Country Risk

Chadian crackdown on civil society and internet restrictions indicate president’s insecurities but Sudan-style overthrow unlikely

01 May 2019

Sudanese President Omar al-Bashir (left) receives Chadian counterpart Idriss Déby (centre-right) at Khartoum airport on 4 April. Bashir was ousted on 11 April. Source: Ebrahim Hamid/AFP/Getty Images

An opposition party coalition on 27 April accused the Chadian government of "completely blocking" political freedoms. The warning from the Coordination of Political Parties for the Defence of the Constitution (Coordination des partis politiques pour la défense de la constitution: CPDC) coalition that Chad is on the "edge of the abyss" comes as thousands of protesters in neighbouring Sudan demand the return of civilian rule following the 11 April military coup that ousted President Omar al-Bashir.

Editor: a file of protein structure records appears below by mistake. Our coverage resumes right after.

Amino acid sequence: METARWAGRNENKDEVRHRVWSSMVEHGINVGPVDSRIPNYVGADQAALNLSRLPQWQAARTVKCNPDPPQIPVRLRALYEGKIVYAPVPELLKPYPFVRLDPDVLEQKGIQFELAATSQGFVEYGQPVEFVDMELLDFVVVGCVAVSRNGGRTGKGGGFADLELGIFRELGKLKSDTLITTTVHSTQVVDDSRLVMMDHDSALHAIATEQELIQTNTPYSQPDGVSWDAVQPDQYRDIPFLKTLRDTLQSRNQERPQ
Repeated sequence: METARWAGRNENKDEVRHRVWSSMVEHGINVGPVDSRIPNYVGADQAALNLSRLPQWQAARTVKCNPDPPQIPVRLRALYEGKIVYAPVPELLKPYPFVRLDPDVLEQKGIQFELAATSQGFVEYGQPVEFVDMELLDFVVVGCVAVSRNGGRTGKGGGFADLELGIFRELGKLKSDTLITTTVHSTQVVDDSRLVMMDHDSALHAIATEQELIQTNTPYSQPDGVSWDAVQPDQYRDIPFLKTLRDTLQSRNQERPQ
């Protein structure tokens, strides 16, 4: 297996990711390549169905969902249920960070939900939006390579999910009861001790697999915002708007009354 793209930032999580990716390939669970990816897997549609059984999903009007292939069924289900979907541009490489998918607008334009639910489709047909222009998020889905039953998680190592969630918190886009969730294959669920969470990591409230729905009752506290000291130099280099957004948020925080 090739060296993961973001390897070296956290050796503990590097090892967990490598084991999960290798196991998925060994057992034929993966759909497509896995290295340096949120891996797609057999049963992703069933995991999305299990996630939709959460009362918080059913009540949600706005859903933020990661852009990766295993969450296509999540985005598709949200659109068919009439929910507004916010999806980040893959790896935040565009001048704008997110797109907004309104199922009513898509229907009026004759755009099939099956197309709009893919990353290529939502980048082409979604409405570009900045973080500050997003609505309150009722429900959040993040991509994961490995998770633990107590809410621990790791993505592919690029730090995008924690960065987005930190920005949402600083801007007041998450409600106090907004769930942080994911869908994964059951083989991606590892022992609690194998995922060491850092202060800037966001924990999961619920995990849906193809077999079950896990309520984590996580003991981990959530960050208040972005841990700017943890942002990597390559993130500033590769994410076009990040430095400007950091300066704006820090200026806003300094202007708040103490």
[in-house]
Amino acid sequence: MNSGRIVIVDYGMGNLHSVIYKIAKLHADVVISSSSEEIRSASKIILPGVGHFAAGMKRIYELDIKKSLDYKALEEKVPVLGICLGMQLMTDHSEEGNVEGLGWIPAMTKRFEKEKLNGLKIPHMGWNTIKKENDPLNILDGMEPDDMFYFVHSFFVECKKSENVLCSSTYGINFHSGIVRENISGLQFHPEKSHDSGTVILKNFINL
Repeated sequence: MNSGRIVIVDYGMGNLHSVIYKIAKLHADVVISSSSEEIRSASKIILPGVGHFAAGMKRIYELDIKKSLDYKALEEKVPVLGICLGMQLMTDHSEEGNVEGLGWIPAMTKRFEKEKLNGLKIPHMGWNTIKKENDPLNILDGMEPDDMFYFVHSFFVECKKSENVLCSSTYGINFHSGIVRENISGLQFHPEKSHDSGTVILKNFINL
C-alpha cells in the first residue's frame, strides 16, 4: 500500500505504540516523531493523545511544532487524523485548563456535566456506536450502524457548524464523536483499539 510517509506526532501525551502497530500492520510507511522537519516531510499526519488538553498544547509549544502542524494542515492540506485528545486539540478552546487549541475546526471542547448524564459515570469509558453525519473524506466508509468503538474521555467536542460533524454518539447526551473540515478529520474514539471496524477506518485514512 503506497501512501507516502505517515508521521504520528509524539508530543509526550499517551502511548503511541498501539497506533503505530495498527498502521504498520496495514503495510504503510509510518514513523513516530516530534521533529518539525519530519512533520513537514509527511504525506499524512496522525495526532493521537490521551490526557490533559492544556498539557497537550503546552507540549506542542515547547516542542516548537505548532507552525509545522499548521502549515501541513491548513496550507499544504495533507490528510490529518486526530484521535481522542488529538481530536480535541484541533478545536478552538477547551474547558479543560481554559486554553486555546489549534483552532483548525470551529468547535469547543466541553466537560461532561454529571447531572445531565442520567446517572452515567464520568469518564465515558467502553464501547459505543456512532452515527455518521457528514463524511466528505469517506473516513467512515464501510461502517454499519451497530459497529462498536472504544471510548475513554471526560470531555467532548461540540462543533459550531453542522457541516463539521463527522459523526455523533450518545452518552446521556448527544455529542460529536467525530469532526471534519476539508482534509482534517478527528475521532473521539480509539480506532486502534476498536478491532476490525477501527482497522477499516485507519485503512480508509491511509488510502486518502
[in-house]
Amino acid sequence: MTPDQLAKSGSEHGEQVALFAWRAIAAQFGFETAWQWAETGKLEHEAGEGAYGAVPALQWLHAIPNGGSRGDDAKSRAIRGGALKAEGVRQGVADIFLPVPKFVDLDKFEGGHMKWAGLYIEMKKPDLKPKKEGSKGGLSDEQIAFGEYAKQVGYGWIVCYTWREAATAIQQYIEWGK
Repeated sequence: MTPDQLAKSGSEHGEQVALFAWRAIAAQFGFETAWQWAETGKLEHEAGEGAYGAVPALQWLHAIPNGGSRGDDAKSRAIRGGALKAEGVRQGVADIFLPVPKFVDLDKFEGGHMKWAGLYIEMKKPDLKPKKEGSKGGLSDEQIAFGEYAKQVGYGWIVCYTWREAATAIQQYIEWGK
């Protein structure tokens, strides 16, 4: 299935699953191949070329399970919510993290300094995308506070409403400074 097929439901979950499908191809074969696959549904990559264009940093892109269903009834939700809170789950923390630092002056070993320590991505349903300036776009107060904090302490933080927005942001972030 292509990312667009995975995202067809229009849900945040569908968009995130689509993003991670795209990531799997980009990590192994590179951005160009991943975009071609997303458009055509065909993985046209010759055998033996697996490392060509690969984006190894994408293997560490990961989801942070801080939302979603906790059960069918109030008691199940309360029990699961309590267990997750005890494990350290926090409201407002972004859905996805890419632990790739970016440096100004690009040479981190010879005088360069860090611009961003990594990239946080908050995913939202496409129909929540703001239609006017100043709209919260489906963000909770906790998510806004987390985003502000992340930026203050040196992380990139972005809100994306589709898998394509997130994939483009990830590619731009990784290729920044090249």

• Civil society and opposition parties lack the power and numbers to mobilise a popular revolt. The CPDC warning follows a planned nationwide demonstration that was scheduled for 25 April against butane gas shortages, which have prevented households from cooking their food. The demonstration was organised by the civil society group Chadian Collective against the High Cost of Living (Collectif tchadien contre la vie chère: CTVC), which vowed to defy a government ban on the demonstration, but was forced to cancel it after the arrest of its leader, Djingamnayal Nelly Versinis. This recurring pattern of avowed defiance, and subsequent arrest of key activists leading to demonstrations being aborted, hampers the ability of civil society groups and opposition parties to mobilise large sections of society who are fearful of security forces' repression. Access to internet services such as Facebook, Twitter, and Whatsapp in Chad has been blocked for over a year, preventing mobilisation via social media. Additionally, civil society organisations lack coherence, promoting confusion over what they represent. The Coalition of Civil Society Associations for Citizens' Action (Coalition des associations de la société civile pour l'action citoyenne: CASAC), for example, is pro-government and called on people to ignore the CTVC's call for a demonstration, warning it was a destabilisation attempt aimed at "transposing outside events" to Chad. For their part, political opposition parties are too divided to form a united front, and will likely have been further split by the Supreme Court's designation of a new opposition leader on 28 April to replace the long-standing Saleh Kebzabo.

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